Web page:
Friday, July 6, 2018

A Safety Cover for the Threading Gears on the LMS3540

In my post about threading problems on Tuesday, I showed the way I was able to get the gears to thread 32 TPI and finer - putting the gears into a position that I can't close the cover over.  I concluded with the statement that
I need some sort of field expedient cover for that.
Yesterday, Mrs. Graybeard provided the answer:

Yes, that's a Mark I, Plain Ole Cardboard Box.  One of the top flats is folded over into the box, and that side gets wedged behind the lever that holds the B/C gears, so the box stays put while everything is turning.  It stops my fingers if they drift over that way.  It'll do for now. 

After that post on Tuesday, I started making some practice pieces preformed to the general shape/length of the real part and threaded 6-32.  Ruined the first two I made (I don't remember why), then got one right.  On the second preform for the piece I need to make, I think I lost count of where I was and moved the cutter too far into the thread and it sheared the stud off.  Then the third and fourth worked the way they should.  3 out of 4 isn't too bad, so time to move onto the real part. 

It threaded just fine.  There are still two operations to do it: cut the slot in the back for the push rod and then drill across the slot for the pin. 

I'm going to do this on the Sherline, but today has been a day of no progress.  The shop computer forgot how to boot and the fan suddenly sounded loud and obnoxious.  It has been behaving like the motherboard battery was on the verge of dying, and it apparently lost its mind.  For weeks or months, it would forget the date & time if I turned off the power strip.  If the power was on, it held up the clock.  So I pulled the covers, replaced the battery and it remembered its setup information.  Including the time.  Then it was time to put the air compressor to use blowing out dust.  Messy, but necessary.  Everything looks like it will be back to normal tomorrow.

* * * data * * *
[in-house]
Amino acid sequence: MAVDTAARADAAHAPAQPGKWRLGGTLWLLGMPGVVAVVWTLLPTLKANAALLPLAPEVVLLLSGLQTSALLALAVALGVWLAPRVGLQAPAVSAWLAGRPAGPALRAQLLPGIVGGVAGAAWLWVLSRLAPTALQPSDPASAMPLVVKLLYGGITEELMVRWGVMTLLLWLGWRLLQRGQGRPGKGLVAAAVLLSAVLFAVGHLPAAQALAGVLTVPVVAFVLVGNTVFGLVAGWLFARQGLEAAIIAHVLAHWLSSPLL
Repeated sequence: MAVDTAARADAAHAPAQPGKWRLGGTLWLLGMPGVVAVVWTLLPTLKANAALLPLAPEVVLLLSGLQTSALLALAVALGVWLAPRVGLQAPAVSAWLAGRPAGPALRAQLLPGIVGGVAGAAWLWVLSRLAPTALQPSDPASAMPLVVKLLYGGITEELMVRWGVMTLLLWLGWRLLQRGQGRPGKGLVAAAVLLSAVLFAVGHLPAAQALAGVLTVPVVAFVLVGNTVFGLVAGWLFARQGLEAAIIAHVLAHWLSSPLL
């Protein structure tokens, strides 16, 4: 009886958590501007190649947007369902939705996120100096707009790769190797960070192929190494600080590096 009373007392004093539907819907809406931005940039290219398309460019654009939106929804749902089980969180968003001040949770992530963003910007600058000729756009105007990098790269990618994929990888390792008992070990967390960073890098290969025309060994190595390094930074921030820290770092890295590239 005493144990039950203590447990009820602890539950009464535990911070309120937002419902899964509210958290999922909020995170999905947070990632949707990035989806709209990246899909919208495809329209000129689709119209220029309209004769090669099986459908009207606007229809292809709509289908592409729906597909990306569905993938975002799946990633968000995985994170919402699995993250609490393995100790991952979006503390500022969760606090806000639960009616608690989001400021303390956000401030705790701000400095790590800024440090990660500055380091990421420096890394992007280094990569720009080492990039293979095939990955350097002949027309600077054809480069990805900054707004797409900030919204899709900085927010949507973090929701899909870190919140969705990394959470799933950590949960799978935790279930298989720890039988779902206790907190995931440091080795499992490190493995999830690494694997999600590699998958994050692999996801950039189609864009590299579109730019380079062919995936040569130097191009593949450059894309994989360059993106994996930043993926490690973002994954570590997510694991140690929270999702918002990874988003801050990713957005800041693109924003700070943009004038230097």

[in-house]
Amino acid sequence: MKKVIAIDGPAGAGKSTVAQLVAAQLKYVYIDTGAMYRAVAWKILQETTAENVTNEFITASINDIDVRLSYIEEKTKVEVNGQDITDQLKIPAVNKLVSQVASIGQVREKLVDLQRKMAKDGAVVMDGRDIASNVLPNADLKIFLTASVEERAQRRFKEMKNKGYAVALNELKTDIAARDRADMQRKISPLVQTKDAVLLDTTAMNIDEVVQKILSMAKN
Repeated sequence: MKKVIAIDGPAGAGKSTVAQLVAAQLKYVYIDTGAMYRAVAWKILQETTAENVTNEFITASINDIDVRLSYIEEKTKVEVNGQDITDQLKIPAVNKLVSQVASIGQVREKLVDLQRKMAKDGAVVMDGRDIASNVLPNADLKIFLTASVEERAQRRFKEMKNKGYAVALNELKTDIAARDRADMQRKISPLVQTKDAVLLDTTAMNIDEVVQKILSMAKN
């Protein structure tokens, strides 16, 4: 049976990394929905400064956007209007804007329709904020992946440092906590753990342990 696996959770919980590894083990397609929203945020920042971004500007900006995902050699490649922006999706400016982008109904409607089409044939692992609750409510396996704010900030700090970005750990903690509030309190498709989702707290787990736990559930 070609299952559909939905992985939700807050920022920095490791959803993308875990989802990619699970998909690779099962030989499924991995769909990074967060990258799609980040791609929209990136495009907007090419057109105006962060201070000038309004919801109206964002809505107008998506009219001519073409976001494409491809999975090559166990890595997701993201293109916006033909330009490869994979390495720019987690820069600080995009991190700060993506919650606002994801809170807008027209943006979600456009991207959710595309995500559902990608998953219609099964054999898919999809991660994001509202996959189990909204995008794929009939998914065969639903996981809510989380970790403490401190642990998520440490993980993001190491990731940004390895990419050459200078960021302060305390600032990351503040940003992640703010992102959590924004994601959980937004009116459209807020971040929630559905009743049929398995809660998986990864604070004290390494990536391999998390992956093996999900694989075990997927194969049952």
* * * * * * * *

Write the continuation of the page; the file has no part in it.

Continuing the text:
1. I used to have quite a profitable sideline replacing fans in PC's. The typical low-cost sleeve bearing fans in the power supplies, and also what most builders use, wears out in a few years (or less), along with the fan on the CPU heatsink, and these days, video card fans. I always used ball bearing fans as replacements, and can't ever remembering replacing a fan a second time in the dozens (probably hundreds) of the PC's I fixed over the 25 years I was doing it.

    And the PC always had a whole lot of dust bunnies lurking inside.

    Good to hear you worked it out. When you first started talking about this part, the first thing I wondered was why you didn't just use the lathe, and then I remembered the few times I manually cut threads on a lathe.

    4 hours of set-up for 30 minutes of machining!

    1. 4 hours of set-up for 30 minutes of machining!

      That's way ahead of where I am.

      At the speed my lathe is threading, each of these practice pieces took 3 seconds per pass. I think it was 6 passes, or 18 seconds. I spent about two days getting the gear setup issue ironed out.

      Maybe I can say two days of setup for two minutes of machining.

    2. I didn't have to change gears on that old lather, just move levers, but it still took me that long to read the manual, look up the gear ratios, and then set the levers.

      OH....and learn how to grind a tool properly for threading.

  2. Good combination of "out of the box thinking," or maybe more of "in the box thinking."
    I wonder if there is a MilSpec for "Field Expedient Rotary Hazard Covers."

  3. That may be a decent temporary solution, but it would be far more effective if you were to add a cat to it. Just attach it temporarily. With duct tape. Claw side out, of course...

    But then the damage inflicted might be worse that if you merely got some organic part caught in the gears...


    They work great anywhere you have 12 vDC available. I'm using two in my boat to cool the electronics in the dash. One blowing in, and one sucking out. Does wonders for keeping LCDs readable even though the top of the dash is flat black and in the Florida sun.

    1. Thanks for that reminder link on fans at NewEgg. There was a lot of dust in there, and it has been embarrassingly long since I did that to the PC (which makes me think it's probably time to do this PC again).

      The graphics card has a low profile fan on it and the compressor blew out a lot of crap.

      It's routine maintenance. My wife used to do a lot of the PC work for the contractor on the Cape side, back in the DOS and early Windows days. She says she has seen PCs actually burn because of caked on dust.